Trapeze

High Flyers: The Best of Trapeze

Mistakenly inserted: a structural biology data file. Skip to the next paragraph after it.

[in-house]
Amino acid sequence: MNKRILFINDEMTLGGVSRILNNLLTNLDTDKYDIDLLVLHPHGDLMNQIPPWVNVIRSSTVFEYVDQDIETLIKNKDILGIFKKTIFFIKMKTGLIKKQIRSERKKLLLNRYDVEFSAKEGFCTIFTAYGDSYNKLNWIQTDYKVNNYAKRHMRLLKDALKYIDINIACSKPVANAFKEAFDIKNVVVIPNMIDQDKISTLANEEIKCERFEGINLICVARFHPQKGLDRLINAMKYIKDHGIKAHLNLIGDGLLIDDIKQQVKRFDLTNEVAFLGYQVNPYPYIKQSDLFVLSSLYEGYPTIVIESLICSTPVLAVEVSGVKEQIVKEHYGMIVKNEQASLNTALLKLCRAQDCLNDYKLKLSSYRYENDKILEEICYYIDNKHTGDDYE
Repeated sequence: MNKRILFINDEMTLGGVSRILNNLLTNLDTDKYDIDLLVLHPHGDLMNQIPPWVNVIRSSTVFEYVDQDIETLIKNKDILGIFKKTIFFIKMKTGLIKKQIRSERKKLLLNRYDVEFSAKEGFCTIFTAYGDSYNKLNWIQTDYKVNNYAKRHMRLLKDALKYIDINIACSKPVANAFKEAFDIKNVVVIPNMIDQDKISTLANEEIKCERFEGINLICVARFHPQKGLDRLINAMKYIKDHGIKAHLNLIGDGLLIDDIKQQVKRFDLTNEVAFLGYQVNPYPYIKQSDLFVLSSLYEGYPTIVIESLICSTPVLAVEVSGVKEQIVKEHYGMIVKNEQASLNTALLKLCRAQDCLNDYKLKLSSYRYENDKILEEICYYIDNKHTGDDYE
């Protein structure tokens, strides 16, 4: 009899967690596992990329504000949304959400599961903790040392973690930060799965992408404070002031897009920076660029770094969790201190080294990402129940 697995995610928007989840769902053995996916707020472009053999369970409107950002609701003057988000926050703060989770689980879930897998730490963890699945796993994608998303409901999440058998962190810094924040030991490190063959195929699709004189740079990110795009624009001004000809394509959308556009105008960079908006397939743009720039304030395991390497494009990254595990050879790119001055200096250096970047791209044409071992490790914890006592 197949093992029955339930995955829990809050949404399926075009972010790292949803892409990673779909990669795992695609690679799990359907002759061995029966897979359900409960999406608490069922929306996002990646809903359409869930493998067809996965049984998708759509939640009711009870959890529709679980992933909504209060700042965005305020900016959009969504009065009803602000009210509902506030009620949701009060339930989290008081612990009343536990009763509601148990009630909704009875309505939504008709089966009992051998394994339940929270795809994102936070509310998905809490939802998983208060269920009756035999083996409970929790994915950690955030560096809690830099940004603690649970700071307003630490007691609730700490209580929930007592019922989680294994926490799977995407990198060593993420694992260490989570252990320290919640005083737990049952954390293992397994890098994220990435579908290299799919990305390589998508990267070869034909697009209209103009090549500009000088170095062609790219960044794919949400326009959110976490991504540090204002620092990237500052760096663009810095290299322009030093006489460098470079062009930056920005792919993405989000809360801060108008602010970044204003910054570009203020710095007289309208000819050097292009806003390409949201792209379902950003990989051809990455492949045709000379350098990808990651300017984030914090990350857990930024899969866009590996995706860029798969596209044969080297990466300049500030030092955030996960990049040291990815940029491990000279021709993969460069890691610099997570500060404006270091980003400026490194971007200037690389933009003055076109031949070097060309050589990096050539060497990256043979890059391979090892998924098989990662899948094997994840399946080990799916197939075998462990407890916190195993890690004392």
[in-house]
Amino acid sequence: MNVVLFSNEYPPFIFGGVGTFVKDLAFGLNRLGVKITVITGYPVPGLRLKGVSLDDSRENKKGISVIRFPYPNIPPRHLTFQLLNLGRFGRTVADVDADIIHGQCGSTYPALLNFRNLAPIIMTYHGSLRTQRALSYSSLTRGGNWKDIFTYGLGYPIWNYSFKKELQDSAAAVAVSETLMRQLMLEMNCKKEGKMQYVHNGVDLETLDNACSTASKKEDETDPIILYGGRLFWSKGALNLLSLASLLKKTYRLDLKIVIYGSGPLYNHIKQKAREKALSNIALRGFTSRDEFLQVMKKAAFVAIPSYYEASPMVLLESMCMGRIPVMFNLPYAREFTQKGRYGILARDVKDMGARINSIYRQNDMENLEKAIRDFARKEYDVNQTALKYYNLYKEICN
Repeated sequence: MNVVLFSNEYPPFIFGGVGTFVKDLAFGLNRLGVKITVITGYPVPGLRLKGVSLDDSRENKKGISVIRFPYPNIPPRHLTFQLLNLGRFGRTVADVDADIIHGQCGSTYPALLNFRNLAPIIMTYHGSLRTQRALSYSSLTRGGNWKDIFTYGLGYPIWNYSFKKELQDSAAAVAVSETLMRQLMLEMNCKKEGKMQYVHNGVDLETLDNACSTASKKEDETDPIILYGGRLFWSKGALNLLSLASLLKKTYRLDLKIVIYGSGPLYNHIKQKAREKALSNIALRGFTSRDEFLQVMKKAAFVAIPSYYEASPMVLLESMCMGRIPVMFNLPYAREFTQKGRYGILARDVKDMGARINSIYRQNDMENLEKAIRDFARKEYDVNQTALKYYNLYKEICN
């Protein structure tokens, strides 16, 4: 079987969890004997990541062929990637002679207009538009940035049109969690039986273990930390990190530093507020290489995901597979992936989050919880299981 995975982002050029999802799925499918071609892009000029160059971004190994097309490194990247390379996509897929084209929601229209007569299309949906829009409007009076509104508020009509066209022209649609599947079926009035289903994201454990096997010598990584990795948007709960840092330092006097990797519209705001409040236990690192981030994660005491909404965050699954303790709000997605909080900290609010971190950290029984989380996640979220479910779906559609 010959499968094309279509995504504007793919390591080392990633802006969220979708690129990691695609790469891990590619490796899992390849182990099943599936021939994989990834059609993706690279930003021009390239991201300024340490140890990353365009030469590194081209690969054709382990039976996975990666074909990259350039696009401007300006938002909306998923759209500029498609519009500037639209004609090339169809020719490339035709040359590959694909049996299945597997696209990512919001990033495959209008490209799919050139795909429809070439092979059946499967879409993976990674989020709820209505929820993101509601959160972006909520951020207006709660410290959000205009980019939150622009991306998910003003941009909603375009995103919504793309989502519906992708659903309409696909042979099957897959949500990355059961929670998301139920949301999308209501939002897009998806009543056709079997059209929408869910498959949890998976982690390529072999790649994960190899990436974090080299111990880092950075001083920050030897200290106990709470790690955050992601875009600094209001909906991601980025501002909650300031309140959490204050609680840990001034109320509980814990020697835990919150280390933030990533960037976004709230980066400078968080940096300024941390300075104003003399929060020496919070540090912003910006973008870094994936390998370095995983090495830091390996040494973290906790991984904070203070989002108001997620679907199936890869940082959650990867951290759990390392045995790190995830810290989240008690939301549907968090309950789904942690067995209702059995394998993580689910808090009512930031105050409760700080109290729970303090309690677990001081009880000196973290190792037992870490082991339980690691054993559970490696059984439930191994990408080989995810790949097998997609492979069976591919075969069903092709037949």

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As the only simultaneously thorough and concise Trapeze anthology available to the public at large, High Flyers: The Best of Trapeze efficiently summarizes the British hard rock also-rans' career, but it's far from a perfect summation. Primarily because, rather thoughtlessly, High Flyers opens (and almost shuts!) Trapeze's case for belated respectability with two versions (U.K. and U.S.) of their 1970 single "Send Me No More Letters," a dated mish-mash of melodramatic vocal harmonies, orchestral strings, and flower power nonsense featuring soon-to-be ousted founding vocalist John Jones and organist Terry Rowley. But with that musical misnomer out of the way, the spotlight can be properly refocused on the remaining power trio -- vocalist/bassist Glenn Hughes, guitarist Mel Galley, and drummer Dave Holland, and their initially gruff, tough, and exceptionally bluesy heavy rock workmanship. At least until the soft rock rot sets in… Drawn from Trapeze's underrated sophomore album Medusa released late in 1970, "Your Love Is Alright" previews Hughes' funky contributions to Deep Purple MKIII years later, while "Black Cloud" shares the muscular economy of Free (and later Bad Company), and the title track borders on prog rock with its gentle acoustic guitar bookends and bombastic center. Next in line, 1972's extensively named You Are the Music…We're Just the Band casts the band "rocking out" in front of a festival audience on its cover, but its contents astoundingly swerved toward soft rock terrain: at first tentatively via the lukewarm (but not quite offensive) California feel of "Coast to Coast," but then in more damning fashion with the hotel lounge atrocity "Will Our Love End," before finally showing a little bite on the title cut's athletic funk workout. And then it was off to Deep Purple for Glenn Hughes, so Trapeze's next release (and the last touched upon here) was to have been 1974's The Final Swing compilation, which featured two previously unreleased tracks recorded during Hughes' tenure: yet another ready-made Muzak candidate in "Good Love," and the much more palatable, once again supremely funky "Dat's It." All of these tunes ultimately confirm the lack of creative focus that kept Trapeze hidden in the shadows of the early-‘70s truly iconic hard rock outfits (Sabbath, Purple, Zeppelin; heck, even Uriah Heep!), and makes one realize that High Flyers' compact anthologizing is just about all that one needs to hear, after all.

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